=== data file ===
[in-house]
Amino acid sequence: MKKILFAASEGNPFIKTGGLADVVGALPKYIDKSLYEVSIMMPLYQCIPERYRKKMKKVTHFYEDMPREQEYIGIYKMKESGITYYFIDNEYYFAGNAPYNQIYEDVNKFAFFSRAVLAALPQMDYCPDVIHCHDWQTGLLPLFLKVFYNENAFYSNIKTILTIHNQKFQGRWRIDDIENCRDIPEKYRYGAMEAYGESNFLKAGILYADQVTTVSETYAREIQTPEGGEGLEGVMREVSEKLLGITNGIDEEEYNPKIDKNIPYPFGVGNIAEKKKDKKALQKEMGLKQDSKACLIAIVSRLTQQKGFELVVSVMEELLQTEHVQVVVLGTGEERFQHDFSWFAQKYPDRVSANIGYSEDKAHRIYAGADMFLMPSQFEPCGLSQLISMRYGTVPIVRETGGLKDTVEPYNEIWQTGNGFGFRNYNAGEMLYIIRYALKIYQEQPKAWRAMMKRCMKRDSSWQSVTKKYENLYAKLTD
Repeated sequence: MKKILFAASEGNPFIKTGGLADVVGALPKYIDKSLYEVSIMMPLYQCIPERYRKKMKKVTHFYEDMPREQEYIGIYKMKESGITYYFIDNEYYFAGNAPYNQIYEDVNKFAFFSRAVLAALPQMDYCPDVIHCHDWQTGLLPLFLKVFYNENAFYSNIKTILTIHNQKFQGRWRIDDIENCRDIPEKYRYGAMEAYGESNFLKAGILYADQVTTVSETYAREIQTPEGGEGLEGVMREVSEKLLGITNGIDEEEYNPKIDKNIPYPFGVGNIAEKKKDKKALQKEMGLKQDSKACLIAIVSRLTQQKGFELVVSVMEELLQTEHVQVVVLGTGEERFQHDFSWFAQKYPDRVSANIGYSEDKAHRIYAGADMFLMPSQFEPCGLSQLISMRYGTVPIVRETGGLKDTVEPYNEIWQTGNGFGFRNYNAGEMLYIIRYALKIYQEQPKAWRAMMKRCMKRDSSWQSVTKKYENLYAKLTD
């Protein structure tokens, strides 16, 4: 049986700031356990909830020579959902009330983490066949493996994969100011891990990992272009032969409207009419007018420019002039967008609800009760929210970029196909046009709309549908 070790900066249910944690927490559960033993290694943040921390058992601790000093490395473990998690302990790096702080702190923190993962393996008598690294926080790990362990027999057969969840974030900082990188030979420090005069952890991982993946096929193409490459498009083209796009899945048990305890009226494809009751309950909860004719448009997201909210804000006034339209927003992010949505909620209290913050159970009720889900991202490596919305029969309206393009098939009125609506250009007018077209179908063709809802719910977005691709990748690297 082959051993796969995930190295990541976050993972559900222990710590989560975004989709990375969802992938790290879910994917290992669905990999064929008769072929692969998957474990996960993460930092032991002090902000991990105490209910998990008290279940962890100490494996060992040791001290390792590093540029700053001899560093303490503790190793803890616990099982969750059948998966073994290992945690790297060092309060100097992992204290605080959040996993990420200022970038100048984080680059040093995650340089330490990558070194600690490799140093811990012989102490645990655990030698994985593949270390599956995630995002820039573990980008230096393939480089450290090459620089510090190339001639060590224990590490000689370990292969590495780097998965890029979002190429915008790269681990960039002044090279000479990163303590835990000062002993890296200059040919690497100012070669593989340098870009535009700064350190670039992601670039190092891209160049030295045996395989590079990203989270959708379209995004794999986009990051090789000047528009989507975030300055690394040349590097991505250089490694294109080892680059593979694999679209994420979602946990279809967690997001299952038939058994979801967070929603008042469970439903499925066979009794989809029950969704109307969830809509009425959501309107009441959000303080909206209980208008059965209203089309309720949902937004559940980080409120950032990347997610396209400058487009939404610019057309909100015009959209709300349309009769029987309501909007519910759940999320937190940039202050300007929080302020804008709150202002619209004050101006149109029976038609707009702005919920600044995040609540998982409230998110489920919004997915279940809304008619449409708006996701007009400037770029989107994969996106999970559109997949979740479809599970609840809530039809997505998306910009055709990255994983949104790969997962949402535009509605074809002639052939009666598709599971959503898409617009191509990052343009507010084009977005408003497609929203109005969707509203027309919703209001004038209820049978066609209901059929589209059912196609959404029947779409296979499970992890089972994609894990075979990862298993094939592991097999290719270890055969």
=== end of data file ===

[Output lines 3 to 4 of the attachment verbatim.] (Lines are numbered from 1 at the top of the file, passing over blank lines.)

Repeated sequence: MKKILFAASEGNPFIKTGGLADVVGALPKYIDKSLYEVSIMMPLYQCIPERYRKKMKKVTHFYEDMPREQEYIGIYKMKESGITYYFIDNEYYFAGNAPYNQIYEDVNKFAFFSRAVLAALPQMDYCPDVIHCHDWQTGLLPLFLKVFYNENAFYSNIKTILTIHNQKFQGRWRIDDIENCRDIPEKYRYGAMEAYGESNFLKAGILYADQVTTVSETYAREIQTPEGGEGLEGVMREVSEKLLGITNGIDEEEYNPKIDKNIPYPFGVGNIAEKKKDKKALQKEMGLKQDSKACLIAIVSRLTQQKGFELVVSVMEELLQTEHVQVVVLGTGEERFQHDFSWFAQKYPDRVSANIGYSEDKAHRIYAGADMFLMPSQFEPCGLSQLISMRYGTVPIVRETGGLKDTVEPYNEIWQTGNGFGFRNYNAGEMLYIIRYALKIYQEQPKAWRAMMKRCMKRDSSWQSVTKKYENLYAKLTD
């Protein structure tokens, strides 16, 4: 049986700031356990909830020579959902009330983490066949493996994969100011891990990992272009032969409207009419007018420019002039967008609800009760929210970029196909046009709309549908 070790900066249910944690927490559960033993290694943040921390058992601790000093490395473990998690302990790096702080702190923190993962393996008598690294926080790990362990027999057969969840974030900082990188030979420090005069952890991982993946096929193409490459498009083209796009899945048990305890009226494809009751309950909860004719448009997201909210804000006034339209927003992010949505909620209290913050159970009720889900991202490596919305029969309206393009098939009125609506250009007018077209179908063709809802719910977005691709990748690297 082959051993796969995930190295990541976050993972559900222990710590989560975004989709990375969802992938790290879910994917290992669905990999064929008769072929692969998957474990996960993460930092032991002090902000991990105490209910998990008290279940962890100490494996060992040791001290390792590093540029700053001899560093303490503790190793803890616990099982969750059948998966073994290992945690790297060092309060100097992992204290605080959040996993990420200022970038100048984080680059040093995650340089330490990558070194600690490799140093811990012989102490645990655990030698994985593949270390599956995630995002820039573990980008230096393939480089450290090459620089510090190339001639060590224990590490000689370990292969590495780097998965890029979002190429915008790269681990960039002044090279000479990163303590835990000062002993890296200059040919690497100012070669593989340098870009535009700064350190670039992601670039190092891209160049030295045996395989590079990203989270959708379209995004794999986009990051090789000047528009989507975030300055690394040349590097991505250089490694294109080892680059593979694999679209994420979602946990279809967690997001299952038939058994979801967070929603008042469970439903499925066979009794989809029950969704109307969830809509009425959501309107009441959000303080909206209980208008059965209203089309309720949902937004559940980080409120950032990347997610396209400058487009939404610019057309909100015009959209709300349309009769029987309501909007519910759940999320937190940039202050300007929080302020804008709150202002619209004050101006149109029976038609707009702005919920600044995040609540998982409230998110489920919004997915279940809304008619449409708006996701007009400037770029989107994969996106999970559109997949979740479809599970609840809530039809997505998306910009055709990255994983949104790969997962949402535009509605074809002639052939009666598709599971959503898409617009191509990052343009507010084009977005408003497609929203109005969707509203027309919703209001004038209820049978066609209901059929589209059912196609959404029947779409296979499970992890089972994609894990075979990862298993094939592991097999290719270890055969």